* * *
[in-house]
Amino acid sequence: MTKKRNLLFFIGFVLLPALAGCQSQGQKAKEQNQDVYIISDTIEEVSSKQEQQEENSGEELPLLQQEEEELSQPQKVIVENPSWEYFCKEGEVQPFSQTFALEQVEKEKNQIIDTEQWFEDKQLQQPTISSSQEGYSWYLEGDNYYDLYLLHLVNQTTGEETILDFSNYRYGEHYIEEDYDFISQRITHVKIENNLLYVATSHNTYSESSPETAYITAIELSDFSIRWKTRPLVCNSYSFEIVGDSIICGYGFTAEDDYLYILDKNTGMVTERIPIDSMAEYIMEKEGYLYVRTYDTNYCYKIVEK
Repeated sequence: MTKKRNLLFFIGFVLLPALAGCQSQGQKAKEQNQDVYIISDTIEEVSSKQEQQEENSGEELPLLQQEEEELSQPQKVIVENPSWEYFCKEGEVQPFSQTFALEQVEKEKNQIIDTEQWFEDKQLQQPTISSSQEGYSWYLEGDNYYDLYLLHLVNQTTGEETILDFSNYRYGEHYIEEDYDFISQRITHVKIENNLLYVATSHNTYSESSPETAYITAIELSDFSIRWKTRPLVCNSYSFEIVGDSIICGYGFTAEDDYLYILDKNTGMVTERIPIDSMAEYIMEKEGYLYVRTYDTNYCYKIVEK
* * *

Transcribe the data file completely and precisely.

[in-house]
Amino acid sequence: MTKKRNLLFFIGFVLLPALAGCQSQGQKAKEQNQDVYIISDTIEEVSSKQEQQEENSGEELPLLQQEEEELSQPQKVIVENPSWEYFCKEGEVQPFSQTFALEQVEKEKNQIIDTEQWFEDKQLQQPTISSSQEGYSWYLEGDNYYDLYLLHLVNQTTGEETILDFSNYRYGEHYIEEDYDFISQRITHVKIENNLLYVATSHNTYSESSPETAYITAIELSDFSIRWKTRPLVCNSYSFEIVGDSIICGYGFTAEDDYLYILDKNTGMVTERIPIDSMAEYIMEKEGYLYVRTYDTNYCYKIVEK
Repeated sequence: MTKKRNLLFFIGFVLLPALAGCQSQGQKAKEQNQDVYIISDTIEEVSSKQEQQEENSGEELPLLQQEEEELSQPQKVIVENPSWEYFCKEGEVQPFSQTFALEQVEKEKNQIIDTEQWFEDKQLQQPTISSSQEGYSWYLEGDNYYDLYLLHLVNQTTGEETILDFSNYRYGEHYIEEDYDFISQRITHVKIENNLLYVATSHNTYSESSPETAYITAIELSDFSIRWKTRPLVCNSYSFEIVGDSIICGYGFTAEDDYLYILDKNTGMVTERIPIDSMAEYIMEKEGYLYVRTYDTNYCYKIVEK